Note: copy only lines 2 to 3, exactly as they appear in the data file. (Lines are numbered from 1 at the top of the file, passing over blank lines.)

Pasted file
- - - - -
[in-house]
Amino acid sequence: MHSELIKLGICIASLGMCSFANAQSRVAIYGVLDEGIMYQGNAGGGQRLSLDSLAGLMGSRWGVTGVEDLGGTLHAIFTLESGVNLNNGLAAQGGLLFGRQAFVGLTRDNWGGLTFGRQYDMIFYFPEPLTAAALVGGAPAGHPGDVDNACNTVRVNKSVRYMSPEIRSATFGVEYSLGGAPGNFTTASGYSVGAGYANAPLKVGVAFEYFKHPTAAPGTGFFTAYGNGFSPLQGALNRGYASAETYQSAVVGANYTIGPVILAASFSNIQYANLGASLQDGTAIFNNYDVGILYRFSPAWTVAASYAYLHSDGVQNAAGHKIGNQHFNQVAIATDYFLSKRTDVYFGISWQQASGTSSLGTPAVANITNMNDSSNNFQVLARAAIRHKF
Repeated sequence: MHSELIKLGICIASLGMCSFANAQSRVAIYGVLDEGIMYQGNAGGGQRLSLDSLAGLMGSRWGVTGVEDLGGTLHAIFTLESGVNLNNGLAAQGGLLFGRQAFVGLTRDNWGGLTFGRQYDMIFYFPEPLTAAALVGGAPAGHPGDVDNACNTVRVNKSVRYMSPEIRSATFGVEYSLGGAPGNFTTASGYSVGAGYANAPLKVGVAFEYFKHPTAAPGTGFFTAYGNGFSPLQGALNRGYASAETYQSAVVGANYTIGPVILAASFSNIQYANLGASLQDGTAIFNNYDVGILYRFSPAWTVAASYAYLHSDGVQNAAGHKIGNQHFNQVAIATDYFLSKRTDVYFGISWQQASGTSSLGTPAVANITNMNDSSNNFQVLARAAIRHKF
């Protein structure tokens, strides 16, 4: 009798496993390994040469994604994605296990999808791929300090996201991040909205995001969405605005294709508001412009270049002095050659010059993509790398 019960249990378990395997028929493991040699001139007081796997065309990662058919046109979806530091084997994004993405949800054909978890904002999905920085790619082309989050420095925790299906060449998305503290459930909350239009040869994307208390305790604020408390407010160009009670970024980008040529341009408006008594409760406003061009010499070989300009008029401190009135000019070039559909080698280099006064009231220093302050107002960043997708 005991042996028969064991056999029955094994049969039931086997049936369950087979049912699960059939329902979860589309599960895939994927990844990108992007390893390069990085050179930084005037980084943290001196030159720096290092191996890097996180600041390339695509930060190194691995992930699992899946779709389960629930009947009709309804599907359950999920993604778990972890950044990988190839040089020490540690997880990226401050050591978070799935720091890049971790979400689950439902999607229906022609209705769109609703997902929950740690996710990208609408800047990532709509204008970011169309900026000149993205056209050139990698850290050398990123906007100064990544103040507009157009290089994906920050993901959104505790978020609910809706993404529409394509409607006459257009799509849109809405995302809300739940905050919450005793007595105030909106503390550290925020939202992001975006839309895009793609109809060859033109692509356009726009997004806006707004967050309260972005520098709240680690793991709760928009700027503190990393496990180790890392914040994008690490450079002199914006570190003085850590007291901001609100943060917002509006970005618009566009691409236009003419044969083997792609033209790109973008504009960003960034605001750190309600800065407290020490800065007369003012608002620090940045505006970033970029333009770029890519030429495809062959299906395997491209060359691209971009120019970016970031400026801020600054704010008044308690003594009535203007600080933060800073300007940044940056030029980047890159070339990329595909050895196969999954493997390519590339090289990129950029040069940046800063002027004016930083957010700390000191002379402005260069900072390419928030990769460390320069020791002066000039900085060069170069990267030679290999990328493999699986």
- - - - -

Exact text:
Amino acid sequence: MHSELIKLGICIASLGMCSFANAQSRVAIYGVLDEGIMYQGNAGGGQRLSLDSLAGLMGSRWGVTGVEDLGGTLHAIFTLESGVNLNNGLAAQGGLLFGRQAFVGLTRDNWGGLTFGRQYDMIFYFPEPLTAAALVGGAPAGHPGDVDNACNTVRVNKSVRYMSPEIRSATFGVEYSLGGAPGNFTTASGYSVGAGYANAPLKVGVAFEYFKHPTAAPGTGFFTAYGNGFSPLQGALNRGYASAETYQSAVVGANYTIGPVILAASFSNIQYANLGASLQDGTAIFNNYDVGILYRFSPAWTVAASYAYLHSDGVQNAAGHKIGNQHFNQVAIATDYFLSKRTDVYFGISWQQASGTSSLGTPAVANITNMNDSSNNFQVLARAAIRHKF
Repeated sequence: MHSELIKLGICIASLGMCSFANAQSRVAIYGVLDEGIMYQGNAGGGQRLSLDSLAGLMGSRWGVTGVEDLGGTLHAIFTLESGVNLNNGLAAQGGLLFGRQAFVGLTRDNWGGLTFGRQYDMIFYFPEPLTAAALVGGAPAGHPGDVDNACNTVRVNKSVRYMSPEIRSATFGVEYSLGGAPGNFTTASGYSVGAGYANAPLKVGVAFEYFKHPTAAPGTGFFTAYGNGFSPLQGALNRGYASAETYQSAVVGANYTIGPVILAASFSNIQYANLGASLQDGTAIFNNYDVGILYRFSPAWTVAASYAYLHSDGVQNAAGHKIGNQHFNQVAIATDYFLSKRTDVYFGISWQQASGTSSLGTPAVANITNMNDSSNNFQVLARAAIRHKF